“What? The number. Look how nicely I’ve pinned it on. It’s the best-pinned number by far. It will frighten everyone when they see how detail oriented and meticulous I am. They will extrapolate from the number to my careful race preparation and training methods. They will be paralyzed with fear.”

“Maybe. Until they see you’ve only got one water bottle and it’s filled with water and you don’t have any food or gels. Then they’ll think you’re sloppy and ill-prepared and have no idea what you’re doing, which will negate the effect of your number. Which, I admit, is pretty tasteful and pro.”

I laughed. “You’ll see.”

Nothing trumps confidence

Today was my day and everyone knew it. I even took a picture in the car to memorialize the look of pre-victory. Feast your eyes.

The selection for this race started when you were born

People who do or don’t do the UCLA road race always talk about how it’s a “selective” course and how the “selection” comes early. In most amateur wanker  (redundant, I know) races where this kind of verbiage gets bandied about, it means that the chaff is separated from the wheat in the first few miles or so.

Punchbowl’s selection, however, begins at birth. If you are genetically predisposed to never exceed four feet in height and 57 pounds in weight, to have lungs that could double as flotation devices for an anchor, to have legs that terminate right below your neck, and to have the pain threshold of an anvil, you have made the selection of “possible Punchbowl winner.” All others are selected to be in the category of “loser” or “quitter” or “quitter and loser.”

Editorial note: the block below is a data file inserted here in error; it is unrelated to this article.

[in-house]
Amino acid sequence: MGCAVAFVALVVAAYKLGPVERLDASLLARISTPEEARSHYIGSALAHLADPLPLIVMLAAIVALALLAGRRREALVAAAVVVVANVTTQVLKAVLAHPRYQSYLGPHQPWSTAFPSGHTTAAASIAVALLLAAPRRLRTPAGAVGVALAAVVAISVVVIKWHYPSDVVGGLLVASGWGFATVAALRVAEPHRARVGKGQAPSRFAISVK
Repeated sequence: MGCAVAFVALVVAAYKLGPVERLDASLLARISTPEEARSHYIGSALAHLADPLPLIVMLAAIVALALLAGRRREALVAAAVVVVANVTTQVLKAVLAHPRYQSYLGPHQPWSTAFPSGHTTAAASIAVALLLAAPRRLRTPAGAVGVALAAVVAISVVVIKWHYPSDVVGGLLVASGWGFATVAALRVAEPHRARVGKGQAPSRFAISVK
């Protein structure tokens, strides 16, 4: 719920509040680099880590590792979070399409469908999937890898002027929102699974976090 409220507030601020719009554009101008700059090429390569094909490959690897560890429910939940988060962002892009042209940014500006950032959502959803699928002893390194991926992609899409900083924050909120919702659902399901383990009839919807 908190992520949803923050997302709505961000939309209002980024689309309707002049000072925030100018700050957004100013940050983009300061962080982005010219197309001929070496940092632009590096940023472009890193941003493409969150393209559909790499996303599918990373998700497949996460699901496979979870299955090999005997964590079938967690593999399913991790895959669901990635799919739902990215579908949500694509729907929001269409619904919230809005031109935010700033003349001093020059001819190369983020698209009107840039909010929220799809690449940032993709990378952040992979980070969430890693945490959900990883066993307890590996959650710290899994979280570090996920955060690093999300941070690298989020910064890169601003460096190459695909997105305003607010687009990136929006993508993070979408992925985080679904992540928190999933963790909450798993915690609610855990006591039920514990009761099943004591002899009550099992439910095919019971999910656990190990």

The Punchbowl course features 15,000 feet of vertical climbing per meter, along with gale force winds. It begins at an elevation of about 5,000 feet, so unless your name is Oreamnos Americanus, the empty, rasping, dry, heaving sensation in your lungs (which quickly spreads to your other internal organs) begins the second you step out into the scorching heat.

The great thing about the Punchbowl course in February, though, is that it doesn’t always welcome you with scorching heat. With snow still on the mountains that separate this meth-infested shithole from the meth-infested shithole of Los Angeles, it sometimes welcomes you with snow, hail, ice, sleet, and freezing rain.

Canvassing people before and after they’ve raced the Punchbowl course covers the gamut in human excusifying. Here are some of the gems I overheard yesterday:

One-lap quitter: “I had terrible back spasms and my HR was at 150 going into the first climb. It was physically dangerous for me to continue.”

Translation: “I suck and am slow and wasn’t even remotely prepared for the brutality of the course and the onslaught of speed that begin in mile one of the first climb on the first lap, so, because I couldn’t endure the pain and wasn’t proud enough to guy it out, I gave up and quit.”

First-lap droppee and Cat 4 finisher: “I did the Cat 4 race because it’s harder than the 45+ race.”